One Year In, How Do Vanguard's ETFs Measure Up?

For UK and US equity exposure, Vanguard's ETFs have the edge in terms of tracking difference, while iShares' ETFs offer the tightest trading spreads

Alastair Kellett 18 June, 2013 | 6:15PM
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We’ve now passed the 1-year mark since Vanguard, a fund behemoth in the US, launched its European ETF business with products linked to the FTSE 100, the FTSE All-World, the FTSE Emerging Markets, the S&P 500 and a Barclays global government bond index

The Vanguard FTSE 100 ETF (VUKE) and Vanguard S&P 500 ETF (VUSD) are by some margin the biggest of that group, with assets of roughly £230 million and £400 million, respectively, at the time of writing. They are also competing with a host of other European-domiciled ETFs that track the same indices. So one year in, how do Vanguard's contributions to the European landscape measure up against their more established peers? 

The most noticeable points of comparison are the funds' total expense ratios (TERs). Vanguard is structured as a mutual company wherein the management firm is owned by the investors in its funds. That has traditionally allowed it to offer funds with extremely low fees, since any fee income is designed to profit the unitholders anyway, not a separate constituency that might argue for higher margins from the customer. To wit, Vanguard FTSE 100's TER of 0.10% is the lowest among the group of European-domiciled ETFs tracking that index, where the rest range from 0.25% to 0.40% (see figure 1). Its S&P 500 ETF has a TER of 9 basis points. That’s the same as HSBC S&P 500, although it isn’t the lowest in the group, a distinction that belongs to UBS ETFs plc S&P 500, which sports a TER of 0.05% (see figure 2). 

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Another way of thinking about the cost of holding an ETF is the degree to which its performance has differed from the index it aims to track over a specific time period. That tracking difference will be affected by the TER, but also by any costs or gains associated with the replication method employed, securities lending, taxation levels and any other realities of managing a portfolio. 

In the one-year period through the end of May 2013, Vanguard FTSE 100 exhibited a tracking difference of -0.15%. That was the best in the group; the rest of the pack ranged from -0.32%, in the case of ComStage ETF FTSE 100, to -0.58% in the case of CS ETF (IE) on FTSE 100. The largest fund in the peer group, iShares FTSE 100, with assets of some £3.8 billion at the time of writing, exhibited a tracking difference of -0.47%. 

Of course, the ongoing expenses involved in holding an ETF are not the only costs of ownership. There are additional costs associated with buying or selling an ETF that you need to take into consideration. Trading costs typically include brokerage commissions, bid-ask spreads and market impact. While brokerage commissions vary greatly across investors, and market impact is notoriously difficult to quantify, bid-offer spreads can be measured by looking at the daily average spread as a percentage of the fund's market price.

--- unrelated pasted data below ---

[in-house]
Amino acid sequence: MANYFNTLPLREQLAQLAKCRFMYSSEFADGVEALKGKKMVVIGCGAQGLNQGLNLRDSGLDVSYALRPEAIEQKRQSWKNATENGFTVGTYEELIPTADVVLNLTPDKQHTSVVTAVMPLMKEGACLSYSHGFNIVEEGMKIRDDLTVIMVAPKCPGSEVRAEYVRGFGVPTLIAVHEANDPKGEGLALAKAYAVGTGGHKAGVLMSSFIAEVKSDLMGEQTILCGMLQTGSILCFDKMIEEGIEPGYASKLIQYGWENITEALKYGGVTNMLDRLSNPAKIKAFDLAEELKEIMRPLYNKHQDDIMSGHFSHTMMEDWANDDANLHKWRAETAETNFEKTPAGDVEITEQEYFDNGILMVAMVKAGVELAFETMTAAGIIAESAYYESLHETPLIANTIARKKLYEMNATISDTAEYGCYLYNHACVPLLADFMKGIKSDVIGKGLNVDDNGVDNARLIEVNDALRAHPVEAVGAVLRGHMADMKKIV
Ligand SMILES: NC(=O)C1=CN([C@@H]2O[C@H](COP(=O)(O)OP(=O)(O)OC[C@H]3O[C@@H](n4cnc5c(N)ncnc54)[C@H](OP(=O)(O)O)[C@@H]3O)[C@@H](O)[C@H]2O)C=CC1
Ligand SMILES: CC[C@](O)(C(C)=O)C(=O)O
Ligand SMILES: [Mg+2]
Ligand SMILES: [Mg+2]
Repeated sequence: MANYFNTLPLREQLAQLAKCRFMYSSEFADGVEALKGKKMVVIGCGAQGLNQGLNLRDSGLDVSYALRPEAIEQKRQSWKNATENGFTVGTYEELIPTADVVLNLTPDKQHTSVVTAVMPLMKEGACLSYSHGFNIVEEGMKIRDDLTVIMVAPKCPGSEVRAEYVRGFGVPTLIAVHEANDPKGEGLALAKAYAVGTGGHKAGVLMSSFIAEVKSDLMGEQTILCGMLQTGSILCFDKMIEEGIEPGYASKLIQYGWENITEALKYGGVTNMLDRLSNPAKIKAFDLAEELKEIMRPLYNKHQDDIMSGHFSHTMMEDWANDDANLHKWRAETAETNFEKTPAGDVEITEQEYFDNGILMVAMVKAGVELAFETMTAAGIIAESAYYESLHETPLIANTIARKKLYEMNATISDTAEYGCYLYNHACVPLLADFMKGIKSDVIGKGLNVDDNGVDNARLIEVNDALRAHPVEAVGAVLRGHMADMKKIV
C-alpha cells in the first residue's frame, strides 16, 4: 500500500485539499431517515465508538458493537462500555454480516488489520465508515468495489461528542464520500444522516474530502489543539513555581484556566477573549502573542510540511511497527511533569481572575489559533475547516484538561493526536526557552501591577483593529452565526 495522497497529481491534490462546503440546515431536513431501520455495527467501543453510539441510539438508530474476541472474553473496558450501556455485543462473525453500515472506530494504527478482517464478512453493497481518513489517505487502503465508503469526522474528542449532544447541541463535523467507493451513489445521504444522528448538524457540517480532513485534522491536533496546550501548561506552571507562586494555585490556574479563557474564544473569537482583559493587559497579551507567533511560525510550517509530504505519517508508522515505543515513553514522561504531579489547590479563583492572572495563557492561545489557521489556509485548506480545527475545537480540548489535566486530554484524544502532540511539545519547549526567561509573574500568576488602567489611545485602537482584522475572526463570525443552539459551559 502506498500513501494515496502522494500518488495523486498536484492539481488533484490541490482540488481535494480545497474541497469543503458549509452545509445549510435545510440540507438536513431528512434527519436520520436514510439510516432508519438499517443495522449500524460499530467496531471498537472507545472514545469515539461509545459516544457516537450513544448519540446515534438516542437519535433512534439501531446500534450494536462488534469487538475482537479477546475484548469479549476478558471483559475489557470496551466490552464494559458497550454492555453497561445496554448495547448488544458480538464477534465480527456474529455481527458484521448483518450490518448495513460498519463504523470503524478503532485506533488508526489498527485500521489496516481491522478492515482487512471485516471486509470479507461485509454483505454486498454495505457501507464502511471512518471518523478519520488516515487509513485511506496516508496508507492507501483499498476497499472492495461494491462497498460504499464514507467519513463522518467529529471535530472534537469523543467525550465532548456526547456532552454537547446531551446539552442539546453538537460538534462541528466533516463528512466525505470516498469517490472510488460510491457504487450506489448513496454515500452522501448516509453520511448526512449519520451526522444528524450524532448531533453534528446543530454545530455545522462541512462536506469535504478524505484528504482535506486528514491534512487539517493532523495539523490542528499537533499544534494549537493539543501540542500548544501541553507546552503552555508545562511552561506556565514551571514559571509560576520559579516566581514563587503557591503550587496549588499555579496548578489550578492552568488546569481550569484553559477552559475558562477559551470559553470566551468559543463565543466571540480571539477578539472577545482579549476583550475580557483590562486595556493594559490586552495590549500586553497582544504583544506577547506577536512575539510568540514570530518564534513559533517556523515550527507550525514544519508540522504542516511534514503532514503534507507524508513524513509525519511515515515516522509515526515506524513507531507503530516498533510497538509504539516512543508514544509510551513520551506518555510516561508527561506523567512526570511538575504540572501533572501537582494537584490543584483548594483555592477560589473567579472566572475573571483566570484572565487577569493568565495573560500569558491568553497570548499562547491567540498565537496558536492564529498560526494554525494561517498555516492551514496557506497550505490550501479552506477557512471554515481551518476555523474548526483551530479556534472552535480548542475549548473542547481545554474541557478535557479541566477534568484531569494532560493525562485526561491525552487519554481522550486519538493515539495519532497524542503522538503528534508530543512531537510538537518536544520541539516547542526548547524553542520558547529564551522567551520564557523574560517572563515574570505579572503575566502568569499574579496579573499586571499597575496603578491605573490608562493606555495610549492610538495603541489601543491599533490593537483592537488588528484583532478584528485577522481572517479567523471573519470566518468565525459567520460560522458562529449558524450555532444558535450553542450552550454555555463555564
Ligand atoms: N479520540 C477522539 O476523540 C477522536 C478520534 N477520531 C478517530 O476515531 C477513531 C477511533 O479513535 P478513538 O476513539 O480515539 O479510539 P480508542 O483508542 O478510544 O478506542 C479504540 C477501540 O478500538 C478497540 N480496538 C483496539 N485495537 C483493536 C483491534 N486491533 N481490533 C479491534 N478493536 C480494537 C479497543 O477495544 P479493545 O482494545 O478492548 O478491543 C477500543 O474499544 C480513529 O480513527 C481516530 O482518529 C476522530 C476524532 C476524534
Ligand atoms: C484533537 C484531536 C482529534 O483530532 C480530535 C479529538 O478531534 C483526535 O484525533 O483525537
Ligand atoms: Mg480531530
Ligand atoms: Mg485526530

By this metric, with an average spread of 16 basis points over the past six months on the London Stock Exchange, Vanguard FTSE 100 lands in the middle of the pack. The best, perhaps unsurprisingly given its size, was iShares FTSE 100 with an average spread of 4 basis points, and the worst was CS ETF (IE) on FTSE 100 with an average spread of 32 basis points (see figure 1). This data wasn’t available for all the funds in the group. 

The Vanguard S&P 500 ETF stacks up against its peers in much the same way. Its one-year tracking difference through the end of May was the best in the group, at -0.52% versus an average of -0.72% (see figure 2). Its average spread on the LSE, at 13 basis points, was towards the low end of the range but not as good as iShares S&P 500, with an average spread of 5 basis points. 

So on UK and US equities, it seems to be shaping up that Vanguard has the edge in terms of tracking difference, while iShares has been able to offer the tightest trading spreads. Which is more important? If you’re trading frequently, or expect to hold an ETF for only a short period, lower spreads might be the most important thing for you to look at. Whereas if you're a buy-and-hold investor, the spreads will be less vital because they only impact you on the occasions when you want to buy or sell the fund. But then again, explicit holding and trading costs are only part of the picture when selecting an ETF, and other factors such as the underlying index, replication method, counterparty risk, tracking error, and so forth, all matter too. Costs should be one (albeit important) component of your overall assessment.

The information contained within is for educational and informational purposes ONLY. It is not intended nor should it be considered an invitation or inducement to buy or sell a security or securities noted within nor should it be viewed as a communication intended to persuade or incite you to buy or sell security or securities noted within. Any commentary provided is the opinion of the author and should not be considered a personalised recommendation. The information contained within should not be a person's sole basis for making an investment decision. Please contact your financial professional before making an investment decision.

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Alastair Kellett

Alastair Kellett  is an ETF analyst with Morningstar Europe.